P90x beginnings

I haven’t written in here in a year. Get over it. I’m here now and I need a place to write about what I’m starting now, and that is P90x.

After much hemming and hawing over the nutrition guide, I just ate my first meal, attempting to use the “meal plan” …  I put quotes around it to convey a dubious tone because it has me skeptical. For example, in the “dairy” group, each serving is supposedly 120 calories. Now if you are a trusting soul, you say “got it. That’s all I need to know.” But I’ve tracked more than a few calories in my day and I can tell you, there is not 120 calories in a full cup of cottage cheese, there is 180 (I even double checked). But my main point is– how dare they make me try to eat a full cup of cottage cheese? I want to know– who out there can eat an entire 8 oz of cottage cheese? Holy gag reflex.

We’re moving on because I have a life to get to today–  I have a whole to-do list ahead of me this Saturday, and as you [probably don’t] know, nothing gets me rearin’ to go like an un-checked-off to-do list. Again– moving!–  I ate my kale omelet (was supposed to be mushroom but I didn’t have any) with one half of a cup of cottage cheese (blergh) and called it a morning. The omelet was really good, I think I will continue to make it with kale instead of mushrooms. Did I mention I am only allowed 2 servings of veggies a day? Here’s yet another thing I take issue with… they’re vegetables, man! Let me eat ’em!

Cutting the nutrition guide some slack, it’s a terrific start if you have never been in calorie counting hell before. I’m sure it more or less evens out, and with all the protein and small amounts of carbs it recommends, and the fact that I definitely do not see myself going hungry or even close to it, I can see why people get results sticking to it. But still, I don’t know how anyone could feasibly have a different meal for every single breakfast, lunch, and dinner 7 days a week. I will have to look into what other normal people without personal chefs have done. Maybe they just ate a lot of cottage cheese.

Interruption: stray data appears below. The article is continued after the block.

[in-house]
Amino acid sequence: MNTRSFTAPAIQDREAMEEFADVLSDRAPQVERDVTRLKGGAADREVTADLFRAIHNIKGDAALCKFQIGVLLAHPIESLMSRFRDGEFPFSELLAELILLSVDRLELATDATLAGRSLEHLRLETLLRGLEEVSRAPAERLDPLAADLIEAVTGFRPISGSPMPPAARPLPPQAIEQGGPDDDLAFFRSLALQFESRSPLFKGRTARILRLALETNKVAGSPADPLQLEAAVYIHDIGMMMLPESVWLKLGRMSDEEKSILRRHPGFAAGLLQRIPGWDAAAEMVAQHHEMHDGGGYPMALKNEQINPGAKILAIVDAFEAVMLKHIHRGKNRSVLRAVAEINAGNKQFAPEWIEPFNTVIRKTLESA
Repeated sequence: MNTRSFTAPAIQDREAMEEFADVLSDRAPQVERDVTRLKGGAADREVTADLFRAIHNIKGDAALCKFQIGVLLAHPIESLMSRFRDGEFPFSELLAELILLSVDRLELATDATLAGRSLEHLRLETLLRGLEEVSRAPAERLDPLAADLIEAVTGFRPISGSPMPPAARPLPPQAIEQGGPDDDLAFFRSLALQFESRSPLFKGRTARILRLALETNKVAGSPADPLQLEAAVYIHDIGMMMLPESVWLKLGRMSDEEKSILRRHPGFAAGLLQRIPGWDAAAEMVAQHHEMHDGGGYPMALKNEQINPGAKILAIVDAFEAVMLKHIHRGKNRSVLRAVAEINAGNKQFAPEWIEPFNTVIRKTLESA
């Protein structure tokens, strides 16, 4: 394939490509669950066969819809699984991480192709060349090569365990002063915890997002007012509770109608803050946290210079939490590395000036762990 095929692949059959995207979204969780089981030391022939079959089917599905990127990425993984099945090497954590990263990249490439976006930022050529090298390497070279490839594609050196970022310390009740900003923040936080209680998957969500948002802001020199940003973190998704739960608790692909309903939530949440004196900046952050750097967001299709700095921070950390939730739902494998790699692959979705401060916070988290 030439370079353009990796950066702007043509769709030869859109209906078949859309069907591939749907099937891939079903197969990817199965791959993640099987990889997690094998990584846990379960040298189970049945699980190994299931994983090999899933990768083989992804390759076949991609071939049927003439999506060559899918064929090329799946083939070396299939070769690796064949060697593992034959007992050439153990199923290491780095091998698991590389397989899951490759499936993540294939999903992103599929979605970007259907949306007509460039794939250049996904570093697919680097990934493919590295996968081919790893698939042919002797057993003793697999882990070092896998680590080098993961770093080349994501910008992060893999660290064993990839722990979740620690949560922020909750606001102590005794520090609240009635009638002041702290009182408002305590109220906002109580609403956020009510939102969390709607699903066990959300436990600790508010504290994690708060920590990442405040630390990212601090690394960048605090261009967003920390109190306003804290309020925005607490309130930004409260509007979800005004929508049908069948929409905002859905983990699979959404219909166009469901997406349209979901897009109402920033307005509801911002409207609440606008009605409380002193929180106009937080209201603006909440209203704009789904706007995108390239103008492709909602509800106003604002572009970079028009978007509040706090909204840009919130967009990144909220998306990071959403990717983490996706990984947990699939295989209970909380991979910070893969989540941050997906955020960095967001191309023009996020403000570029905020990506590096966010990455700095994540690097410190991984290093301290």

I really have to get to my list, I’ll check back in once I actually, you know, complete a workout.




For me, 2011 was fine. Not great, not bad, just fine. When I look back on it, I’m not terribly awestruck by the whirlwind of memories and emotions as many other years that stick out in my life. I had no major personal milestones, just living and working.* We hear all over the news that it’s pointless to make New Year’s resolutions because no one ever follows through, that we all fail and then feel bad about ourselves, but last year I made zero resolutions, and I made zero totally awesome things happen.

So let’s think about the word resolution. To resolve is to settle or find a solution to a problem, dispute, or contentious matter. Although they often are, New Year’s resolutions shouldn’t just be wishes, goals, or hopes. They should express intent to set out to achieve those things. A new years resolution isn’t “To lose 20 lbs.” Without action, that’s a wish, without a gameplan, that’s just a goal, and without a good gameplan, it’s just a regular old hope. Without planning, all of these will be dashed. So is that why resolutions have such a bad rap? The resolution itself should involve what you will change to effect that transformation. To eat less cookies and more veggies, to change habits in order to get more sleep and to exercise more than ever before. Nothing wrong with that!

Yes, even with a good gameplan, you can still fail at resolutions. But without setting out to accomplish something, and without actually setting things in motion, we never get better.  So why not at New Years??

That’s why this year I have decided to make a few good resolutions, or at least reflections on what I feel is lacking and how I can set out to improve those areas.

1. Get in the best shape of my life by taking on the Gold’s Gym 12 Week Challenge.

2. Give back by seeking out volunteer opportunities and following through on them.

3. Try to be more mindful and compassionate by taking more time for thought/prayer.

4. Sell our house and move already! We set this in motion by dropping the price (again).